Piercing Saw Blade Supplies
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Jeweler's 'piercing saw'

A piercing saw is a small, fretsaw styled, frame saw that has fine blades intended for cutting metal, traditionally used by jewelers, but has uses in model making and any metalworking that requires fine detail. Piercing saws are capable of cutting other materials including wood and plastic, although they are mainly used on metal. The piercing saw gets it's name from the process of making 'blind' cuts or 'piercings' whereby a small hole is first drilled through the work. One end of the saw blade is fitted into the saw frame and the other is threaded through the hole. The open end of the blade is then clamped into the remaining end of the saw frame. When sawing is completed, the saw blade is unclamped from one end of the frame and withdrawn form the work.

Piercing saws have a frame with pinch clamps that will grip the blades, handles are usually turned wooden ones like the one illustrated.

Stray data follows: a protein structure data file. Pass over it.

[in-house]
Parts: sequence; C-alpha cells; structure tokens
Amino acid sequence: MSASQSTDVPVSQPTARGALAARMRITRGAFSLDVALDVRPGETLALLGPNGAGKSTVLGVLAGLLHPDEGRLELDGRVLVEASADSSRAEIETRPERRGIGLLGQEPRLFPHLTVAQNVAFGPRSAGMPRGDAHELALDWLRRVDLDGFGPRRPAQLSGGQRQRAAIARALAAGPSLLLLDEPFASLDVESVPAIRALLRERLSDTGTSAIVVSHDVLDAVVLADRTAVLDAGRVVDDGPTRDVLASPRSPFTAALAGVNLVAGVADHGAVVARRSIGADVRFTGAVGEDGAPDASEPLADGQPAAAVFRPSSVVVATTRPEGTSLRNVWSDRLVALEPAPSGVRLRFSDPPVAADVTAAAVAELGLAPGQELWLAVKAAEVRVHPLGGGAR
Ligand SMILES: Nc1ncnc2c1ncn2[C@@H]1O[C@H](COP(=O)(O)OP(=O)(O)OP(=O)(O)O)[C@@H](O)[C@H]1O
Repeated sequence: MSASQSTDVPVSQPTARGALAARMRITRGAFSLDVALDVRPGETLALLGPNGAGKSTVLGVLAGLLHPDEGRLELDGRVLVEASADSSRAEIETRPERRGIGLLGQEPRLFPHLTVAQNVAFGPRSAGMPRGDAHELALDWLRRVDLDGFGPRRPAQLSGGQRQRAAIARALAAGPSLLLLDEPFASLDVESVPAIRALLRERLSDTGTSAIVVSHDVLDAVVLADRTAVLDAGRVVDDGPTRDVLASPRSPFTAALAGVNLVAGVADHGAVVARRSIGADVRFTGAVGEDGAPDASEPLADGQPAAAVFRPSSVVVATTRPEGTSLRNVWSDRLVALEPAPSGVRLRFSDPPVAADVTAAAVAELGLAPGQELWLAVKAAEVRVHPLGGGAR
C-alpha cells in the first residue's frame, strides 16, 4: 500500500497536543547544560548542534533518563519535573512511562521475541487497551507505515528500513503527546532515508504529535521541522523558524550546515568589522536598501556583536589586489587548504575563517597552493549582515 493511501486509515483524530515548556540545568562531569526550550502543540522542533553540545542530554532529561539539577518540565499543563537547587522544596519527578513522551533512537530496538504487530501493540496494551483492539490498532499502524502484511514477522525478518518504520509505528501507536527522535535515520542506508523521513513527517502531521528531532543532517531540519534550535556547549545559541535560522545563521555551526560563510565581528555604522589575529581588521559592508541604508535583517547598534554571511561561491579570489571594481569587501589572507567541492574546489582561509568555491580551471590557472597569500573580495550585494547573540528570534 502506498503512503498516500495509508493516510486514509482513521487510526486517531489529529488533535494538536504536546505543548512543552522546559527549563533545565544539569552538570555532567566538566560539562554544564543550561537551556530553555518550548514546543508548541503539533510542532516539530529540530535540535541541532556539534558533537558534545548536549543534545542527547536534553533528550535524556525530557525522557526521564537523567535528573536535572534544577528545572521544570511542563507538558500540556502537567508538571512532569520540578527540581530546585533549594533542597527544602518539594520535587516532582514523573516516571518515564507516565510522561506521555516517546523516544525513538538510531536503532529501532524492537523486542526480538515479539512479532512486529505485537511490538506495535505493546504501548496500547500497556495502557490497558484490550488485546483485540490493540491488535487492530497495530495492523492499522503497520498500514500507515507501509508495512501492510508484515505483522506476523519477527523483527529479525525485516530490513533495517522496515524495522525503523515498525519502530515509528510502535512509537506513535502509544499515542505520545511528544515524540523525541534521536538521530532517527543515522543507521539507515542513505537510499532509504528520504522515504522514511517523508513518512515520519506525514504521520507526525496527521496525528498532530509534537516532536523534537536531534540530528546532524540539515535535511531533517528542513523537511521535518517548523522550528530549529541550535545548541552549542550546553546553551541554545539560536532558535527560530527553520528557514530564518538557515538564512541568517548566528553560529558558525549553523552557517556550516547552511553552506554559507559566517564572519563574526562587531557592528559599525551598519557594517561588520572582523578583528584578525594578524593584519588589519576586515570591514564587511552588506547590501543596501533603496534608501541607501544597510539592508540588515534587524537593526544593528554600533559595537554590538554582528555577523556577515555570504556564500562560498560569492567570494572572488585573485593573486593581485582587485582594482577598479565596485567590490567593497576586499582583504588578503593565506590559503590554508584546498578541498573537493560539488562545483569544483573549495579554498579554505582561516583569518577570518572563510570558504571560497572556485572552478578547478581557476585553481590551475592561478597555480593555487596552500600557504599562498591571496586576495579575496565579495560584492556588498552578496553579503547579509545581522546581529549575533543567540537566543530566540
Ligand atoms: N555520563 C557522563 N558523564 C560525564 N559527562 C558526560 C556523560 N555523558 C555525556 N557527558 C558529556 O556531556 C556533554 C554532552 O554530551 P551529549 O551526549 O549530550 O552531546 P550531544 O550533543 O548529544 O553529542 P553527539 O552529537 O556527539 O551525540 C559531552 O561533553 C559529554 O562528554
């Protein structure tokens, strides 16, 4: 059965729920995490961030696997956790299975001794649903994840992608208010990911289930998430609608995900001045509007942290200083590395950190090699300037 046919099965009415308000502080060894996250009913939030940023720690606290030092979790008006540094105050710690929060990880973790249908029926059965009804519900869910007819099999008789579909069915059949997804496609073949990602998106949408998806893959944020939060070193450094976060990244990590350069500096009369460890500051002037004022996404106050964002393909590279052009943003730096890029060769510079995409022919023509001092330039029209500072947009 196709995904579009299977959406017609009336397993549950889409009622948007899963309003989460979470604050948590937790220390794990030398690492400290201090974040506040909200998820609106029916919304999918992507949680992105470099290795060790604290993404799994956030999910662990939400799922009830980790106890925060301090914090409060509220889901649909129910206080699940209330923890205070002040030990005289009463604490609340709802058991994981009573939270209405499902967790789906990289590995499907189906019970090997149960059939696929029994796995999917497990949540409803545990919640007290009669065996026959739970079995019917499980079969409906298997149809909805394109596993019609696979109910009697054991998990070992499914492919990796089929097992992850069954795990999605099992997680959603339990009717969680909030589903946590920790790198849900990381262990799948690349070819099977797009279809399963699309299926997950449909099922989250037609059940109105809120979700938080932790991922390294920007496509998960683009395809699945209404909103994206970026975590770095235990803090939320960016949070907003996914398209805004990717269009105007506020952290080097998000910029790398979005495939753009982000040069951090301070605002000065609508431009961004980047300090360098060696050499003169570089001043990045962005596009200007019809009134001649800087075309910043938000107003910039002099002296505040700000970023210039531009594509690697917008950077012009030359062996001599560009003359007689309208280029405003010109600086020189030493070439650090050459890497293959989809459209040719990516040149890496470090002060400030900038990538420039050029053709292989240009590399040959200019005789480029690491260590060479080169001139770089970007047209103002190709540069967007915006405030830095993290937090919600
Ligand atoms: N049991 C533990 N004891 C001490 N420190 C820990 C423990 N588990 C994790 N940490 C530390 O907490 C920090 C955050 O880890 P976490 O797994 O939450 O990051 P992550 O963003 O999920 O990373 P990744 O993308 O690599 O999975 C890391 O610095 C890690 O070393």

Saw frames are available with throat depths That vary from 50 mm to 200 mm, But if greater throat is required then a fretsaw frame can be pressed into service which extends the range to 450 mm.

The saw illustrated is a photograph of my own, which has a sliding adjustment to cope with differing blade lengths, this also helps in that broken pieces of blade can be used up. The sliding action of this feature is also used to tension the blade rather than the more normal method (described below) that is applied to fixed frames.

The saw blade is fitted into the thumbscrew clamps with the teeth facing towards the handle. The blades are fragile and are caused to cut on the pull stroke so that the blade is held straight by the extra tension due to teeth resistance rather than buckling as it would tend to do on a push stroke.

The magnified portion of the blade shows a brown colouration due to copper plating which inhibits rust and also acts as a minor lubricant when cutting hard steel.

Main lubrication is by pulling the blade from end to end across a block of beeswax which lubricates the cutting and renders the cutting action quieter and 'sweeter to the feel'. Household toilet soap can also be used in this fashion and sometimes leads to less clogging when sawing copper or aluminium. I have also used motor oil on some occasions (but this is messy). Petroleum jelly (vaseline) will sweeten the cutting of some zinc based die casting alloys.